Tuesday, January 12, 2010

Correction to recent post...

Life in Abundance will continue to accept donations for the Kenya Children Project until the IRS approves eduKenya for tax exempt status. Will update this page when that has happened...

Wednesday, December 16, 2009

"so that all people may know of your mighty acts and the glorious splendor of your kingdom.." Psalms 145:12

As some of you know the Kenya Children Project is just the beginning. Throughout these three years it has been a privilege to be partnered with Life in Abundance International. They have been a blessing as they have served as a conduit for funding, as well as accountability, and have served in an advisory role. We have been blessed by the relationship, and I feel fortunate to have been involved with them. Without them, the KCP would have never happened, and I never would have been able to ease my way into the Mathare community.

With that said, we have come to the end of our 3 year partnership. As of January 1, 2010, LIA will no longer be accepting donations for the KCP. In discussions with my co-workers and friends in Nairobi, we decided that it would be wise to replicate the model we have used in the KCP. We also recognized that we have only touched a tiny portion of the Mathare community - Jangwani is comprised of roughly 20,000 people and Mathare as a whole is 600,000+. Therefore, we have a passion to reach out to the rest of Mathare one small community at a time, initiating and developing holistic education projects through the church, and leaving them in a place of self sustainability. We can then move on to new communities once the work in Mathare is brought to completion. Therefore, we have formed a new organization, eduKenya to do this. eduKenya will basically take on the model used by the KCP and tweak it slightly in areas which it was weak to make it an even more effective model.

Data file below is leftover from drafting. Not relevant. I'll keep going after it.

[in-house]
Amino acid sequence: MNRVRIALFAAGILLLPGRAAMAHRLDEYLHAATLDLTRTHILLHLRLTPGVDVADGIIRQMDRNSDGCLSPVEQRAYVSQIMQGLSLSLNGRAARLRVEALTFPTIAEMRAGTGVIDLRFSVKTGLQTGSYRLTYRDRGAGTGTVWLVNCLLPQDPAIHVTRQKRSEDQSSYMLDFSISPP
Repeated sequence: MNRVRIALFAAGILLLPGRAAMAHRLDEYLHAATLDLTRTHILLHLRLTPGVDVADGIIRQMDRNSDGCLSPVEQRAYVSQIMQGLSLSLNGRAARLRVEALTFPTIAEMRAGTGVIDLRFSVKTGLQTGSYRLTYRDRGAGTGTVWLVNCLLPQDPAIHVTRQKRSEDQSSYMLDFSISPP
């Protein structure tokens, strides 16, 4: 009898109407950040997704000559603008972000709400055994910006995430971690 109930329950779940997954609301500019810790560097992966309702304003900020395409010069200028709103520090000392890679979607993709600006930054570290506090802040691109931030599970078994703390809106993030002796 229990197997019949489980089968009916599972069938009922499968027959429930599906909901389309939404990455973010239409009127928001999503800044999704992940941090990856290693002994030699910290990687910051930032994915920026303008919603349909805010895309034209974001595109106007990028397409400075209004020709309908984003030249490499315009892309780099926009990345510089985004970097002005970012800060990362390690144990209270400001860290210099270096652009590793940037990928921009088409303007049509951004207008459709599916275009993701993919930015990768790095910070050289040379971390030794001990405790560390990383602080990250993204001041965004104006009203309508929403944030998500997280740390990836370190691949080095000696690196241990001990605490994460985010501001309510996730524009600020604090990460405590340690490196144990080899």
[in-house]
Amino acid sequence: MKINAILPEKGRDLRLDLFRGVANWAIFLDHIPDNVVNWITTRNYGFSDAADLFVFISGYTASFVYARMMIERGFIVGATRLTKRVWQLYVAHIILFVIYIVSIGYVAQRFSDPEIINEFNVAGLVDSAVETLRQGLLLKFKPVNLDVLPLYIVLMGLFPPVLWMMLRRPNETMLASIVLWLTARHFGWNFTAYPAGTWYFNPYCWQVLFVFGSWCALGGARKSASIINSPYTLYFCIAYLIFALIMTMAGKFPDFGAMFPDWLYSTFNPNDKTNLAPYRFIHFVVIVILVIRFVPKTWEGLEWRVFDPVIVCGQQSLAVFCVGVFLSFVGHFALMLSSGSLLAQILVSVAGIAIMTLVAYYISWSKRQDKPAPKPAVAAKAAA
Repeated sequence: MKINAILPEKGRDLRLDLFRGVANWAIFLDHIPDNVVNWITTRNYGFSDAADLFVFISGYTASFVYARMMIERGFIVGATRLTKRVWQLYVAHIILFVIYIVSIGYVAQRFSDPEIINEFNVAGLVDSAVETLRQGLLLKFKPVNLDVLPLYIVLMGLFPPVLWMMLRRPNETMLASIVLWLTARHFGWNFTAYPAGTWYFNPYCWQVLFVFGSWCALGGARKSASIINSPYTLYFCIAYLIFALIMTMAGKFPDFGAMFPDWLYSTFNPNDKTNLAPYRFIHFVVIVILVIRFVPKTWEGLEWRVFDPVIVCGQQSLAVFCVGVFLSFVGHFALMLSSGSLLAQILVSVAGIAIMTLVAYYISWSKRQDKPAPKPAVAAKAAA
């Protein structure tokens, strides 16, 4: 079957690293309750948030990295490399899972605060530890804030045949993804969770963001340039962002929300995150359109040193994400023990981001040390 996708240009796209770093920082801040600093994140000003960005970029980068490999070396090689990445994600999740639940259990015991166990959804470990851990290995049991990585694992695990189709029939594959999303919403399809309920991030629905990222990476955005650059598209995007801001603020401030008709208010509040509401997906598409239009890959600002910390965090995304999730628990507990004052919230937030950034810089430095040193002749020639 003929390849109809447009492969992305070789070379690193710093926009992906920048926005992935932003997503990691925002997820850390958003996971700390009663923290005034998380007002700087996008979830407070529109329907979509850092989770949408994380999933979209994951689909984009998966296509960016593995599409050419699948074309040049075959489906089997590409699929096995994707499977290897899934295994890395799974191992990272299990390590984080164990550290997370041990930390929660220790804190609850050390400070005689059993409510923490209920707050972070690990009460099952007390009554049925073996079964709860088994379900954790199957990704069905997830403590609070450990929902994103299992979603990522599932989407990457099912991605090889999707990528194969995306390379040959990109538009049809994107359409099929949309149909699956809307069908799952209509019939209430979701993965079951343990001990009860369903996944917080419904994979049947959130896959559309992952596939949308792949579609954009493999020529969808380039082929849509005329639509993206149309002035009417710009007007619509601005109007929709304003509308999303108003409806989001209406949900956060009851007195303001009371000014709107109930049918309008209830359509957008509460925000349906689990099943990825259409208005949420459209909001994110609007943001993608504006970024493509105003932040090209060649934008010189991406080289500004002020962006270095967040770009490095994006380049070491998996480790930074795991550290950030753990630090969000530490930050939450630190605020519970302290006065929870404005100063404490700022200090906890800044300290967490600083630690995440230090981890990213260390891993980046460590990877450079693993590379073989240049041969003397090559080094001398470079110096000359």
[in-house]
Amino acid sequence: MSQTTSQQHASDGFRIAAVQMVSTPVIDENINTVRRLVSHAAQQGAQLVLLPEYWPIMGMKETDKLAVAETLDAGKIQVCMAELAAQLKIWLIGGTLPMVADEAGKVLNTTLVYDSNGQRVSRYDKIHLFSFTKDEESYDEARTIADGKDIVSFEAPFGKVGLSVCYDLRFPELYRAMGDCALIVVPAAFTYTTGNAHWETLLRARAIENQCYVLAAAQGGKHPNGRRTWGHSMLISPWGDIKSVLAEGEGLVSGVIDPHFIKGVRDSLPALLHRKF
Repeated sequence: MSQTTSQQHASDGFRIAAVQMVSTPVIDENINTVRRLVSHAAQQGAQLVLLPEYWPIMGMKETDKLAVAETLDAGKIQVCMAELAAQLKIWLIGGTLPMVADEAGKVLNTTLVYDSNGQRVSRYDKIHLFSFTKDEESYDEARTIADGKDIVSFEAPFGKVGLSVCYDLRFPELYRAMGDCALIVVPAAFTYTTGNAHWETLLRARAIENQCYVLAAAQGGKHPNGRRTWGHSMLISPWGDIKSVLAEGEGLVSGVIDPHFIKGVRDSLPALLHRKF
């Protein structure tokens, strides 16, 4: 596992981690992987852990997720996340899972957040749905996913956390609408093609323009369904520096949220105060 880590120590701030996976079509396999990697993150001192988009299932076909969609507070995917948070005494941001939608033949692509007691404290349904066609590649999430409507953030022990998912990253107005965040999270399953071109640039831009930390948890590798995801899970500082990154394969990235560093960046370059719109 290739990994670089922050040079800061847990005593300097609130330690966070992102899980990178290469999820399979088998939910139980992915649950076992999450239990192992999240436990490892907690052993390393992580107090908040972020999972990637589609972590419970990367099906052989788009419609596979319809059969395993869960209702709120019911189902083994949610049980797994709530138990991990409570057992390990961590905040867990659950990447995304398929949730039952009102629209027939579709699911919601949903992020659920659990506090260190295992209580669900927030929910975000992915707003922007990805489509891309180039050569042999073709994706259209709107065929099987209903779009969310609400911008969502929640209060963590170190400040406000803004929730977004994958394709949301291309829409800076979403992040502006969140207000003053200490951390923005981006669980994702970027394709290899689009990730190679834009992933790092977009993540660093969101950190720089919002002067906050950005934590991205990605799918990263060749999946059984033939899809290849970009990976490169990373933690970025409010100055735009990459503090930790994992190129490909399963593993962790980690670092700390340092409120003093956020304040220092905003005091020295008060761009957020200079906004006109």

We will go into communities through the church, and will do as we have done with the KCP - develop a school program, skill training and micro loan programs and home based care programs and help create self sustainability. We have already been approached by a number of churches in Mathare to come and partner with them. So, we will take the next year to develop a relationship with the new church that we are led to.

Additionally 2010 will see us continue in our relationship with the Believers Centre Mathare Church, as eduKenya will add one more year to the KCP. Financially, we are not in a place to leave the KCP self sustainable, and from a management perspective there is still a bit of work to do with the Believers Centre. Therefore we have added one more year to the project.